Is it safe to commit a FragmentTransaction inside onActivityResult()?

Years ago, I ran into a problem in one of my apps when I tried to commit a FragmentTransaction inside my onActivityResult() callback. Googling around, I found this question and answer, which say

At the time that onActivityResult() is called, the activity/fragment’s state may not yet have been restored, and therefore any transactions that happen during this time will be lost as a result.

I wound up adapting the solution recommended in the same answer for my app, and life was good. However, recent experimentation shows that perhaps things have changed, and it may now be safe to commit a FragmentTransaction from inside onActivityResult().

The documentation for (support v4) FragmentManager.beginTransaction() defines the safe window for transactions as:

Note: A fragment transaction can only be created/committed prior to an activity saving its state. If you try to commit a transaction after FragmentActivity.onSaveInstanceState() (and prior to a following FragmentActivity.onStart or FragmentActivity.onResume(), you will get an error.

Reading the documentation for onActivityResult(), I see

You will receive this call immediately before onResume() when your activity is re-starting.

This leads me to believe that it should be safe to execute these transactions in onActivityResult(), as onStart() will have already been called, putting me inside the safe window.

I made an app to test this out, and I’m successfully seeing dialog fragments that I create and commit inside onActivityResult(). I had the same app also log the activity lifecycle callbacks so I could inspect their order, and I see onStart(), then onRestoreInstanceState(), and then onActivityResult() every time.

Am I missing something? Or has the framework changed and onActivityResult() is now guaranteed to be a safe place for fragment transactions? Does this behavior vary by API level?

I found another question and answer that seems to read the documentation the same way I have, but both are over a year old and neither specifically refers to onActivityResult() as a safe place for transactions.


A little dive into sources

There is a boolean variable inside FragmentManager class, called mStatedSaved. This variable keeps track of the saved state depending on the activity’s lifecycle callbacks. Here’s the method, that throws well-known exception:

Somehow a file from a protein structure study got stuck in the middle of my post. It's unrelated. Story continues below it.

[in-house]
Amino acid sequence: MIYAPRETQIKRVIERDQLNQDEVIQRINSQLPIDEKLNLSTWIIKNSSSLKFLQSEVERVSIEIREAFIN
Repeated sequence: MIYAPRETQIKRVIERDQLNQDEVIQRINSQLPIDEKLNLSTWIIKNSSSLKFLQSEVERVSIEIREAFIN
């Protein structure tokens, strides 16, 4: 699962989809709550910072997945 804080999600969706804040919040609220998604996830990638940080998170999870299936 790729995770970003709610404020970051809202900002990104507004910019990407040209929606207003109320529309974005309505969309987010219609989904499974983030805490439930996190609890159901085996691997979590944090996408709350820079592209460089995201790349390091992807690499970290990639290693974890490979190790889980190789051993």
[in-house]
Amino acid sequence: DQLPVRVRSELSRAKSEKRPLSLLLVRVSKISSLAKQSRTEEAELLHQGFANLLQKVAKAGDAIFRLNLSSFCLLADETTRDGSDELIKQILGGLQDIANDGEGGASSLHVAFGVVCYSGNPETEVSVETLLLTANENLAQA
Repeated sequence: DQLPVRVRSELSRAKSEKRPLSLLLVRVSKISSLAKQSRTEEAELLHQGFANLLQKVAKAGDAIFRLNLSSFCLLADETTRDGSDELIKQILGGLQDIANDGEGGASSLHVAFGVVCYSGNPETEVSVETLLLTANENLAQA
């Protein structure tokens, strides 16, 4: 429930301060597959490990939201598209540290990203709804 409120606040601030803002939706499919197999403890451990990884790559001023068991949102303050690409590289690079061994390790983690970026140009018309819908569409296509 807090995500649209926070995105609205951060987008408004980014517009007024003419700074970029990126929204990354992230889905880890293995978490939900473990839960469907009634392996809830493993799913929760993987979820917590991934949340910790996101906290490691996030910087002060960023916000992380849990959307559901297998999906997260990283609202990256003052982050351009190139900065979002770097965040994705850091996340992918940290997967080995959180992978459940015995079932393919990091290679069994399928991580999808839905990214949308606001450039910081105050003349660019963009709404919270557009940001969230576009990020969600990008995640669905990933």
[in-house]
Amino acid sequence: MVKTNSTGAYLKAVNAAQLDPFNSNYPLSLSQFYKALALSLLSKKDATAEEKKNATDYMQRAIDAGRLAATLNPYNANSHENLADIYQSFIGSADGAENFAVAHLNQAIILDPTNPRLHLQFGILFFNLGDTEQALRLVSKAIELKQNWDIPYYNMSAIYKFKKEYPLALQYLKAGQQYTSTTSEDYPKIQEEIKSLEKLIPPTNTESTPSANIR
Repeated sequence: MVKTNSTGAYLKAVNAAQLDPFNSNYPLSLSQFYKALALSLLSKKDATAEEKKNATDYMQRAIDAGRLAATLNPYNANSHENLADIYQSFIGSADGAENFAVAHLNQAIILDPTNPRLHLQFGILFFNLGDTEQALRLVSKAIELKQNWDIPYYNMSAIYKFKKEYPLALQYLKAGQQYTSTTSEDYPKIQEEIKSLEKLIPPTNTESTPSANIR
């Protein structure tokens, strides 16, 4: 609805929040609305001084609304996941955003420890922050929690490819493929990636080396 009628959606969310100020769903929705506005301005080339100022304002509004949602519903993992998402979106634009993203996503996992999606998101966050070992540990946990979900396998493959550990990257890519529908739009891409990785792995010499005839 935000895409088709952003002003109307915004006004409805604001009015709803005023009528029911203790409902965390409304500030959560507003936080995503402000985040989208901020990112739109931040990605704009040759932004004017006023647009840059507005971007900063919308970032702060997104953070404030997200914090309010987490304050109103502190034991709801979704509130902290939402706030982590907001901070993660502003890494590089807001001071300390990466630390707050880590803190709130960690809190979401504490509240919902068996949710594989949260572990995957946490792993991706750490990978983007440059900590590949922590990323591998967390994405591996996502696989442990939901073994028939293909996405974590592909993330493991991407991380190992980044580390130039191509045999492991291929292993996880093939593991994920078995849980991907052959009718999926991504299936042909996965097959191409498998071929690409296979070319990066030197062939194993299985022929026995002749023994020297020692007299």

private void checkStateLoss() {
        if (mStateSaved) {
            throw new IllegalStateException(
                    "Can not perform this action after onSaveInstanceState");

This means, that as soon as this variable is changed to false, then fragment transactions are free to be executed. This variable would become true, when the state of the activity is being saved, i.e. onSaveInstanceState().

Back to the question

You said, that previously you had problems commiting a transaction from onActivityResult(). That should mean, that previously mStateSaved was not being assigned false and currently it is. In deed it is so.

Here’s onActivityResult() implementation from O release:

    protected void onActivityResult(int requestCode, int resultCode, Intent data) {

Where, noteStateNotSaved() would do following:

    public void noteStateNotSaved() {
        mStateSaved = false;

On the contrary, you can see the implementation of onActivityResult() of Jelly Bean release:

    protected void onActivityResult(int requestCode, int resultCode, Intent data) {
        int index = requestCode>>16;
        if (index != 0) {
            if (mFragments.mActive == null || index = mFragments.mActive.size()) {
                Log.w(TAG, "Activity result fragment index out of range: 0x"
                        + Integer.toHexString(requestCode));
            Fragment frag = mFragments.mActive.get(index);
            if (frag == null) {
                Log.w(TAG, "Activity result no fragment exists for index: 0x"
                        + Integer.toHexString(requestCode));
            } else {
                frag.onActivityResult(requestCode&0xffff, resultCode, data);

        super.onActivityResult(requestCode, resultCode, data);

Nothing would change the value of mStateSaved field, which would make an exception to be thrown if a transaction is committed.

In fact, the line mFragments.noteStateNotSaved() was introduced in Kit-Kat release. As you can see by the commit’s comment made by Dianne Hackborn:

ActivityFragment should clear the flag that state is saved when it
receives onNewIntent(). This can happen before the activity is
resumed, so we may not have cleared it yet. Also need to do the same
thing for onActivityResult().

Sum up

Is onActivityResult() now guaranteed to be a safe place for fragment transactions?

Assuming you are using sources that include commit 4ccc001, which was made in October 2012 – yes, it is a safe place for fragment transactions.


Pass eslint html-has-for with htmlFor in React

I have a stateless React component that looks like this:

const propTypes = exact({